Wednesday, February 10, 2016

The Most Important Thing Ayn Rand Got Right

Ayn Rand on collective rights:
Since only an individual man can possess rights, the expression “individual rights” is a redundancy (which one has to use for purposes of clarification in today’s intellectual chaos). But the expression “collective rights” is a contradiction in terms.
Any group or “collective,” large or small, is only a number of individuals. A group can have no rights other than the rights of its individual members.
A group, as such, has no rights. A man can neither acquire new rights by joining a group nor lose the rights which he does possess. The principle of individual rights is the only moral base of all groups or associations.
“Collectivized ‘Rights,’”The Virtue of Selfishness, 101
Rand, a bitter opponent of Marxism, had Communism in mind when she wrote this. Since Communism recognized no individual rights (apart from the right to be a Communist), therefore Communist governments had no rights.

But it's important to clarify something. Having no rights is not the same thing as other people having the right to do whatever they want to you. Just because the Communist government of the Soviet Union was illegitimate, or the theocracies of Iran and Saudi Arabia are illegitimate, doesn't give someone else the right to declare war on them capriciously. These governments may have no regard for the rights of their citizens, but their citizens do have human rights nonetheless. The government of North Korea is utterly illegitimate, but dislodging it would probably create more suffering than the regime itself does. Totalitarian states have a way of protecting themselves like that.

At the opposite end of the ideological spectrum, we have the concept of "States' Rights." One interpretation of "States' Rights" is the rights held by the government of some geographic area. That's easy to dispose of: a State in that sense is an arbitrary polygon on a map. It can no more have rights than latitude and longitude have rights, or a UTM grid square has rights. In fact, in Rand's interpretation, a state government, being a group, has no rights.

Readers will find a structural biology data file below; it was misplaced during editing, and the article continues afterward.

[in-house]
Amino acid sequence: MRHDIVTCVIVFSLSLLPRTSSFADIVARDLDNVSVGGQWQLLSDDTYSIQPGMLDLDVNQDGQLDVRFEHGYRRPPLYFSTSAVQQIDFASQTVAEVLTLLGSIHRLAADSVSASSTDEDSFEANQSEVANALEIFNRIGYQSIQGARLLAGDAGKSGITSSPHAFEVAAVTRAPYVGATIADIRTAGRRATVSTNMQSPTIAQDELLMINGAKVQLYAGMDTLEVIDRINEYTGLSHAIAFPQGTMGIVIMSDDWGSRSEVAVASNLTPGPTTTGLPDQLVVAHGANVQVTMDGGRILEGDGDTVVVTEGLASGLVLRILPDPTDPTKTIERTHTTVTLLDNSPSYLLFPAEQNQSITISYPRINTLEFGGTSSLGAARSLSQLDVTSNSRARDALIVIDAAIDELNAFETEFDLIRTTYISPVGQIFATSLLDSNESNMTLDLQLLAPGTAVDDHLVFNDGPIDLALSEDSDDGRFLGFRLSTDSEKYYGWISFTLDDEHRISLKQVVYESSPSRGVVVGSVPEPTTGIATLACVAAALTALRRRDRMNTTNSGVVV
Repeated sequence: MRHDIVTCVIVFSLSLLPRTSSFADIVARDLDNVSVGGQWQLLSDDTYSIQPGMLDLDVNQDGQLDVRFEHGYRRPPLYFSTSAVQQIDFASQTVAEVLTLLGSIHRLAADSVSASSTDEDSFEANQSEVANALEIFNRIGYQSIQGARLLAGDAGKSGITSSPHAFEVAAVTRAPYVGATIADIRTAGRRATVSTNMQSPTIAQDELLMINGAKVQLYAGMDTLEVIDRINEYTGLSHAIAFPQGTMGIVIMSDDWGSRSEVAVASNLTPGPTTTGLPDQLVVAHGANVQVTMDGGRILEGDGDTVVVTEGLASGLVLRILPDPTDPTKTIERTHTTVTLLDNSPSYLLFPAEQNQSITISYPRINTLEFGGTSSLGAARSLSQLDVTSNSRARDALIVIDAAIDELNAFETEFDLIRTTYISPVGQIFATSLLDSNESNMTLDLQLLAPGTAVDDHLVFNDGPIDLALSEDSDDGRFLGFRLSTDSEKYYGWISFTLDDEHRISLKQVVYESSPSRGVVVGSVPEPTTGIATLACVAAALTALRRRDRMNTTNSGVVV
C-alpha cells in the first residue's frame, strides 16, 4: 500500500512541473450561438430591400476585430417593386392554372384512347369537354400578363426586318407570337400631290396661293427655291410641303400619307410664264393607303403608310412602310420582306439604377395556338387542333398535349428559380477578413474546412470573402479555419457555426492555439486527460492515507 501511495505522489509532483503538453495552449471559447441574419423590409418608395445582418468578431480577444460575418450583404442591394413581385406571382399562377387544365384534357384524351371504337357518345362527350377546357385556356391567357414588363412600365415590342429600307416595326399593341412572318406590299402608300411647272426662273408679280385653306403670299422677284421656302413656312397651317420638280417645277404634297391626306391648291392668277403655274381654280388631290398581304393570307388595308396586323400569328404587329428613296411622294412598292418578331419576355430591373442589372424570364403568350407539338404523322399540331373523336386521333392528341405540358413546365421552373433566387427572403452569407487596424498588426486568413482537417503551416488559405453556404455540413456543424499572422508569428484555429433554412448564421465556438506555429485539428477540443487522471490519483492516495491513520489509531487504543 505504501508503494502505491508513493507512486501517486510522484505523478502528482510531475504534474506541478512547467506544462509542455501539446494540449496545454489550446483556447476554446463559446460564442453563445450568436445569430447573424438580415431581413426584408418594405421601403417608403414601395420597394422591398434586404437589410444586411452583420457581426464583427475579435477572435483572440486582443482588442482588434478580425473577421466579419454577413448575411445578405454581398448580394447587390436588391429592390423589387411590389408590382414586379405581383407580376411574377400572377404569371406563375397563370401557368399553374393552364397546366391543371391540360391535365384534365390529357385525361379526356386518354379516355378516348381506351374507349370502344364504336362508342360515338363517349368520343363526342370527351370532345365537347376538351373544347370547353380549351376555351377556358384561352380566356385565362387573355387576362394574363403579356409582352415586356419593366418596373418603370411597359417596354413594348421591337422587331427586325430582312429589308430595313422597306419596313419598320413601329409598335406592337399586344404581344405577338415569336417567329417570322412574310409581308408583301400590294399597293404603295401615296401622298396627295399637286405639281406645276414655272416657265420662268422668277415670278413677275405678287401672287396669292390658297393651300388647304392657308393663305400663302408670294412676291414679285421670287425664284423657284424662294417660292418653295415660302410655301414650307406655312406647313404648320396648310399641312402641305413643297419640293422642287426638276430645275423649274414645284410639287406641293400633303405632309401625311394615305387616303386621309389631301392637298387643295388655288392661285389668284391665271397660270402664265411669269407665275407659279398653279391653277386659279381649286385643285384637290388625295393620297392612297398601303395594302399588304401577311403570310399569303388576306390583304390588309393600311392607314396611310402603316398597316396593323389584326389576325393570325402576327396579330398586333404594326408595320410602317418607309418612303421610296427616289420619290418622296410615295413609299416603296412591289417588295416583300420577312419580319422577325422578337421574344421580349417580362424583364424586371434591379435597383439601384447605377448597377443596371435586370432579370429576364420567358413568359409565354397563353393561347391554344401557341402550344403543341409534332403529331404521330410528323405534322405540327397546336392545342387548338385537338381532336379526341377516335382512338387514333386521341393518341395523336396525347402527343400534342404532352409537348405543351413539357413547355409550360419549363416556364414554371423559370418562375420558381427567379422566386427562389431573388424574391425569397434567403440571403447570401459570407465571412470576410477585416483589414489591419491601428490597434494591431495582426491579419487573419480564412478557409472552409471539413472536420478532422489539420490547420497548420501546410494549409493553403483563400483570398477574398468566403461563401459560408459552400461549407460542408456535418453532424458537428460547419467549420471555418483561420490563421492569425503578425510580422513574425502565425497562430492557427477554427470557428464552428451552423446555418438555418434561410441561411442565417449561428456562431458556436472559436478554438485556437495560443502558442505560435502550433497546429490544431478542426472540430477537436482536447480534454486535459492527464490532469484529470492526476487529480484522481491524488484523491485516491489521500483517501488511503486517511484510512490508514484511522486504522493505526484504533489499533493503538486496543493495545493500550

The other interpretation is that States' Rights means the rights of the citizens living within those states. That's the only definition that makes any sense. And so, for example, the citizens of 49 states have the right to pump their own gas at a service station, but not the citizens of Oregon. That's probably motivated by a desire to preserve jobs in the filling station business, or prevent accidental spills, but there doesn't seem to be any widespread resentment over it in Oregon. The militants who took over a wildlife refuge had many grievances against the Federal government, but never uttered a peep about being forced to let someone else pump their gas.

One ironic fact is that people who want the 17th Amendment repealed (which provided for popular election of Senators) appeal to States' Rights in terms that seem to regard States as abstract entities that have rights in and of themselves. As one site put it:

The popular election of our senators is bad public policy because it stripped the states of the one voice of representation they had in Washington, DC.
Note the assertion that popular election of Senators stripped the states of their rights, and therefore the states are entities that have rights independent of their citizens. One wonders what those rights might be? The cynic in me suspects those "rights" are really the rights of interest groups, that is, the right of wealthy and powerful individuals to draft their own laws.

Monday, February 8, 2016

A Modest Proposal on Gun Control

Gun owners believe that, if they haven't done anything wrong, they shouldn't have to justify their gun ownership. And they don't trust the government with registration, for the same reason that lots of people don't trust the NSA or FBI to read their e-mail.

One proposal to limit gun violence is to restrict the mentally ill from owning guns. This measure might put a serious dent in the number of gun suicides, but will scarcely affect gun homicides. Very few gun homicides are due to mental illness. Elliott Rodger, the teenager who posted a video manifesto outlining his anger at being ignored by women before killing six people, had been to a number of therapists but never diagnosed with a mental illness. To screen out people like him, we'd have to consider every socially isolated or even merely quirky individual as mentally ill, and maintain a nationwide registry. That would probably outrage civil libertarians every bit as much as gun owners.

Gun owners want the burden to fall on people who commit gun crimes, but that won't help the people who get shot in the meantime. And a significant number of gun criminals either kill themselves or force the police to do it, so capital punishment won't be a deterrent. Indeed, it's hard to see what registration would do before the crime.